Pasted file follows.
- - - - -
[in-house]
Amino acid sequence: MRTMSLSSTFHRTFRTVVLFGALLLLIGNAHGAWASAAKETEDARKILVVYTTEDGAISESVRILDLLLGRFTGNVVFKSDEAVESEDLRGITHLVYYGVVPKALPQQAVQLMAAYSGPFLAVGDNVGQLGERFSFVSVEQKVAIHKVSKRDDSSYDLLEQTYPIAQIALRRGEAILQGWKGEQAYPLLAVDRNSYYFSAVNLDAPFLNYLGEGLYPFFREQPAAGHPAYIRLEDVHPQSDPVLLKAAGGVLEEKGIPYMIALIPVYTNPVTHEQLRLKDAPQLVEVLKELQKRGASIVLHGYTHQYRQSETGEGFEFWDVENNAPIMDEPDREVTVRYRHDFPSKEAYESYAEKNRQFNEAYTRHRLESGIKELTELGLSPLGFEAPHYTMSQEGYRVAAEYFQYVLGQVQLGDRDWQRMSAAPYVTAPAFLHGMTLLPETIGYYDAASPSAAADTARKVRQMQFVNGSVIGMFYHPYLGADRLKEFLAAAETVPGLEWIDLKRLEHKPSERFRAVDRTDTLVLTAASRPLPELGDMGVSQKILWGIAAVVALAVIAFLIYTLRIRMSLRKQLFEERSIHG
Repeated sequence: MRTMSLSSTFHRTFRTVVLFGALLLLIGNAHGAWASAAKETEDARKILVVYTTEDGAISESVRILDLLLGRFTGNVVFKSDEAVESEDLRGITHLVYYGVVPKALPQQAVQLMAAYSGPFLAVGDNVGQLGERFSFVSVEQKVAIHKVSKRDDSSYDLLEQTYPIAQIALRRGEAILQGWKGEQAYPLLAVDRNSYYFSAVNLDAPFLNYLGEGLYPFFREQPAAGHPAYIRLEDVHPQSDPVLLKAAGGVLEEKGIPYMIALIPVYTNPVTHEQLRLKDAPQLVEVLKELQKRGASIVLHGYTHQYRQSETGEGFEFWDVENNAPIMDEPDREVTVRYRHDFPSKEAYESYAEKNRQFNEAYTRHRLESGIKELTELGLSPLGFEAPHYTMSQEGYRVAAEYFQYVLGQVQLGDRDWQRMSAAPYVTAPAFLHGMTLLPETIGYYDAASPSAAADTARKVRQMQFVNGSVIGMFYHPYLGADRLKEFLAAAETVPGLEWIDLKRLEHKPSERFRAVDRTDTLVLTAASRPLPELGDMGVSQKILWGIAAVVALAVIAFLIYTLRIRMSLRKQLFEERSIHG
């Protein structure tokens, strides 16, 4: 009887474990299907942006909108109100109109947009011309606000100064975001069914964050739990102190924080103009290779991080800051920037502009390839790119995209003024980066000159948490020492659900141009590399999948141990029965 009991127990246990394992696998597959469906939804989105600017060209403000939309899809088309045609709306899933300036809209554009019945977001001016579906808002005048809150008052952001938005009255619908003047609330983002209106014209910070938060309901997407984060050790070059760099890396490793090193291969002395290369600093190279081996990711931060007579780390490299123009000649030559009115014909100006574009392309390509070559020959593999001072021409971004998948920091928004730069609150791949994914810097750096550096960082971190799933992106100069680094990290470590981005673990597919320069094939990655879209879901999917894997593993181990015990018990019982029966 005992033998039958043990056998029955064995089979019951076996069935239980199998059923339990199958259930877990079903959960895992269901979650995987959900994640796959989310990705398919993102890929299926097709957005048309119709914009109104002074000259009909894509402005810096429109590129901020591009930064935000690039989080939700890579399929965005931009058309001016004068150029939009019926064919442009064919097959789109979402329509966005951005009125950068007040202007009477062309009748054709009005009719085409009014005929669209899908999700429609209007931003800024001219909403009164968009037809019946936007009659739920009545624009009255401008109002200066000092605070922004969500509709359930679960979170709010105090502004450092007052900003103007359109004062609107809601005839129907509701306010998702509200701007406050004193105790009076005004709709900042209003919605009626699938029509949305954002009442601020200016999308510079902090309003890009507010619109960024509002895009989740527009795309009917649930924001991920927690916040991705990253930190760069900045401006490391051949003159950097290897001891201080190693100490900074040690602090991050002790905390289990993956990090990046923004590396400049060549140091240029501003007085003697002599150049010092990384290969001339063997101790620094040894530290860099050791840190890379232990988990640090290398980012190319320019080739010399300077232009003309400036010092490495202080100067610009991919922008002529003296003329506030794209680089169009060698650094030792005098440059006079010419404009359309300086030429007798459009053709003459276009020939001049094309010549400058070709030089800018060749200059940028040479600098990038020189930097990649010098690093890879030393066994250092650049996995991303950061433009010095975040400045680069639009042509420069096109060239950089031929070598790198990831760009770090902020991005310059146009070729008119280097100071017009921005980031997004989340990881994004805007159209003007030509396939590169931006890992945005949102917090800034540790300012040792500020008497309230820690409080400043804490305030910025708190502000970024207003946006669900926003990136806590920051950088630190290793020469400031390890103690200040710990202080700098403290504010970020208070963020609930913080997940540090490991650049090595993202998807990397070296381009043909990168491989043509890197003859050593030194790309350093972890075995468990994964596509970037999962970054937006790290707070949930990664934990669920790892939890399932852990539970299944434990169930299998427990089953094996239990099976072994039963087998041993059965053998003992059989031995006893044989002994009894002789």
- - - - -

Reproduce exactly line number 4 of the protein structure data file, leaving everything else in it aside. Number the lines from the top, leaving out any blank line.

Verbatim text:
């Protein structure tokens, strides 16, 4: 009887474990299907942006909108109100109109947009011309606000100064975001069914964050739990102190924080103009290779991080800051920037502009390839790119995209003024980066000159948490020492659900141009590399999948141990029965 009991127990246990394992696998597959469906939804989105600017060209403000939309899809088309045609709306899933300036809209554009019945977001001016579906808002005048809150008052952001938005009255619908003047609330983002209106014209910070938060309901997407984060050790070059760099890396490793090193291969002395290369600093190279081996990711931060007579780390490299123009000649030559009115014909100006574009392309390509070559020959593999001072021409971004998948920091928004730069609150791949994914810097750096550096960082971190799933992106100069680094990290470590981005673990597919320069094939990655879209879901999917894997593993181990015990018990019982029966 005992033998039958043990056998029955064995089979019951076996069935239980199998059923339990199958259930877990079903959960895992269901979650995987959900994640796959989310990705398919993102890929299926097709957005048309119709914009109104002074000259009909894509402005810096429109590129901020591009930064935000690039989080939700890579399929965005931009058309001016004068150029939009019926064919442009064919097959789109979402329509966005951005009125950068007040202007009477062309009748054709009005009719085409009014005929669209899908999700429609209007931003800024001219909403009164968009037809019946936007009659739920009545624009009255401008109002200066000092605070922004969500509709359930679960979170709010105090502004450092007052900003103007359109004062609107809601005839129907509701306010998702509200701007406050004193105790009076005004709709900042209003919605009626699938029509949305954002009442601020200016999308510079902090309003890009507010619109960024509002895009989740527009795309009917649930924001991920927690916040991705990253930190760069900045401006490391051949003159950097290897001891201080190693100490900074040690602090991050002790905390289990993956990090990046923004590396400049060549140091240029501003007085003697002599150049010092990384290969001339063997101790620094040894530290860099050791840190890379232990988990640090290398980012190319320019080739010399300077232009003309400036010092490495202080100067610009991919922008002529003296003329506030794209680089169009060698650094030792005098440059006079010419404009359309300086030429007798459009053709003459276009020939001049094309010549400058070709030089800018060749200059940028040479600098990038020189930097990649010098690093890879030393066994250092650049996995991303950061433009010095975040400045680069639009042509420069096109060239950089031929070598790198990831760009770090902020991005310059146009070729008119280097100071017009921005980031997004989340990881994004805007159209003007030509396939590169931006890992945005949102917090800034540790300012040792500020008497309230820690409080400043804490305030910025708190502000970024207003946006669900926003990136806590920051950088630190290793020469400031390890103690200040710990202080700098403290504010970020208070963020609930913080997940540090490991650049090595993202998807990397070296381009043909990168491989043509890197003859050593030194790309350093972890075995468990994964596509970037999962970054937006790290707070949930990664934990669920790892939890399932852990539970299944434990169930299998427990089953094996239990099976072994039963087998041993059965053998003992059989031995006893044989002994009894002789």